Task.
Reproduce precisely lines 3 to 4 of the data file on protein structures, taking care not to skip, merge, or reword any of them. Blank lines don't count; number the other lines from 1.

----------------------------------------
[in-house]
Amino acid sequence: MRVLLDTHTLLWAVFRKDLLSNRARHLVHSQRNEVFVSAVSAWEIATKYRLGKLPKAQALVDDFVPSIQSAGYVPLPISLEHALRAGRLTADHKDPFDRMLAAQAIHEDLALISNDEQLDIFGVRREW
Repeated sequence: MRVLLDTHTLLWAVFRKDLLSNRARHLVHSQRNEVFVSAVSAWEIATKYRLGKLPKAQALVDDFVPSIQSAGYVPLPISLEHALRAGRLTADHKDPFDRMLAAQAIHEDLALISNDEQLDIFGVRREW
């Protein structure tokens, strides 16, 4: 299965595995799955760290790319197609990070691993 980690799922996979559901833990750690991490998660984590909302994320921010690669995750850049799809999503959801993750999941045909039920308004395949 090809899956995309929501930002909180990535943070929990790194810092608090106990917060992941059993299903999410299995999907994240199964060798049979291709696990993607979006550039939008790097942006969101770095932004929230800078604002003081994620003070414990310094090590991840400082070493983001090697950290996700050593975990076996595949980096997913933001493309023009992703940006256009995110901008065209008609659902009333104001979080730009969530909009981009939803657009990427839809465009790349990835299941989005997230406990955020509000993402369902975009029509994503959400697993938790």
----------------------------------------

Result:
Repeated sequence: MRVLLDTHTLLWAVFRKDLLSNRARHLVHSQRNEVFVSAVSAWEIATKYRLGKLPKAQALVDDFVPSIQSAGYVPLPISLEHALRAGRLTADHKDPFDRMLAAQAIHEDLALISNDEQLDIFGVRREW
């Protein structure tokens, strides 16, 4: 299965595995799955760290790319197609990070691993 980690799922996979559901833990750690991490998660984590909302994320921010690669995750850049799809999503959801993750999941045909039920308004395949 090809899956995309929501930002909180990535943070929990790194810092608090106990917060992941059993299903999410299995999907994240199964060798049979291709696990993607979006550039939008790097942006969101770095932004929230800078604002003081994620003070414990310094090590991840400082070493983001090697950290996700050593975990076996595949980096997913933001493309023009992703940006256009995110901008065209008609659902009333104001979080730009969530909009981009939803657009990427839809465009790349990835299941989005997230406990955020509000993402369902975009029509994503959400697993938790």